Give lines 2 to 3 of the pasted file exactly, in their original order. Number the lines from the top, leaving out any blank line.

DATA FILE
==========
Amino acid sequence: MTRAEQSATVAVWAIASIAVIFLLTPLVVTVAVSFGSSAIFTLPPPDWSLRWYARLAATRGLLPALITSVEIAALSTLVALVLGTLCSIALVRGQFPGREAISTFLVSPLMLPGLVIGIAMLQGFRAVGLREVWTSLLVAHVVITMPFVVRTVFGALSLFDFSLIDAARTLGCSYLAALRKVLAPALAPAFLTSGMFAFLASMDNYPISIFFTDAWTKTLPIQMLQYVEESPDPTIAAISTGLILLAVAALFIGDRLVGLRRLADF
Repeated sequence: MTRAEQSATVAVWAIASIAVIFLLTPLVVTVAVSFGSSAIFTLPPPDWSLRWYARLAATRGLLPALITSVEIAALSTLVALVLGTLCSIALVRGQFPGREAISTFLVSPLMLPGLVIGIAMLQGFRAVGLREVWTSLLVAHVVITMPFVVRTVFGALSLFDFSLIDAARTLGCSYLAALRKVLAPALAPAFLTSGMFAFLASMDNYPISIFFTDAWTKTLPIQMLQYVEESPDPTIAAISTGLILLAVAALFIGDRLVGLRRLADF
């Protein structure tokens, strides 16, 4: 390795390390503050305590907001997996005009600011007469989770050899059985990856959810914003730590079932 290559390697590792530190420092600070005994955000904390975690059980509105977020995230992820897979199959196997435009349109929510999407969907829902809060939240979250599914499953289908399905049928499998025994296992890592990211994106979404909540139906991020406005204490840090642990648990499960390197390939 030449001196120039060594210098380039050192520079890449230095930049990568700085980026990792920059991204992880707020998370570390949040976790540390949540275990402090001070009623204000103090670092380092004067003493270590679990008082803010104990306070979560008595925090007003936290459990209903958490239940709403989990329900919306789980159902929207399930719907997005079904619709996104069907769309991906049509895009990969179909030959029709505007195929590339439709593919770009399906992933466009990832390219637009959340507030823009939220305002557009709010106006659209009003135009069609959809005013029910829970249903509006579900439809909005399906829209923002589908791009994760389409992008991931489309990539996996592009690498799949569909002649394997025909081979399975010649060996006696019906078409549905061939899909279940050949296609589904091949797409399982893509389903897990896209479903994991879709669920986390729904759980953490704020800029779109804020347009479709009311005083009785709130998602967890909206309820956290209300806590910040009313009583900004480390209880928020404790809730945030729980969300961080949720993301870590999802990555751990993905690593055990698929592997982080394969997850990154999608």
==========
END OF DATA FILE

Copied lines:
Repeated sequence: MTRAEQSATVAVWAIASIAVIFLLTPLVVTVAVSFGSSAIFTLPPPDWSLRWYARLAATRGLLPALITSVEIAALSTLVALVLGTLCSIALVRGQFPGREAISTFLVSPLMLPGLVIGIAMLQGFRAVGLREVWTSLLVAHVVITMPFVVRTVFGALSLFDFSLIDAARTLGCSYLAALRKVLAPALAPAFLTSGMFAFLASMDNYPISIFFTDAWTKTLPIQMLQYVEESPDPTIAAISTGLILLAVAALFIGDRLVGLRRLADF
């Protein structure tokens, strides 16, 4: 390795390390503050305590907001997996005009600011007469989770050899059985990856959810914003730590079932 290559390697590792530190420092600070005994955000904390975690059980509105977020995230992820897979199959196997435009349109929510999407969907829902809060939240979250599914499953289908399905049928499998025994296992890592990211994106979404909540139906991020406005204490840090642990648990499960390197390939 030449001196120039060594210098380039050192520079890449230095930049990568700085980026990792920059991204992880707020998370570390949040976790540390949540275990402090001070009623204000103090670092380092004067003493270590679990008082803010104990306070979560008595925090007003936290459990209903958490239940709403989990329900919306789980159902929207399930719907997005079904619709996104069907769309991906049509895009990969179909030959029709505007195929590339439709593919770009399906992933466009990832390219637009959340507030823009939220305002557009709010106006659209009003135009069609959809005013029910829970249903509006579900439809909005399906829209923002589908791009994760389409992008991931489309990539996996592009690498799949569909002649394997025909081979399975010649060996006696019906078409549905061939899909279940050949296609589904091949797409399982893509389903897990896209479903994991879709669920986390729904759980953490704020800029779109804020347009479709009311005083009785709130998602967890909206309820956290209300806590910040009313009583900004480390209880928020404790809730945030729980969300961080949720993301870590999802990555751990993905690593055990698929592997982080394969997850990154999608």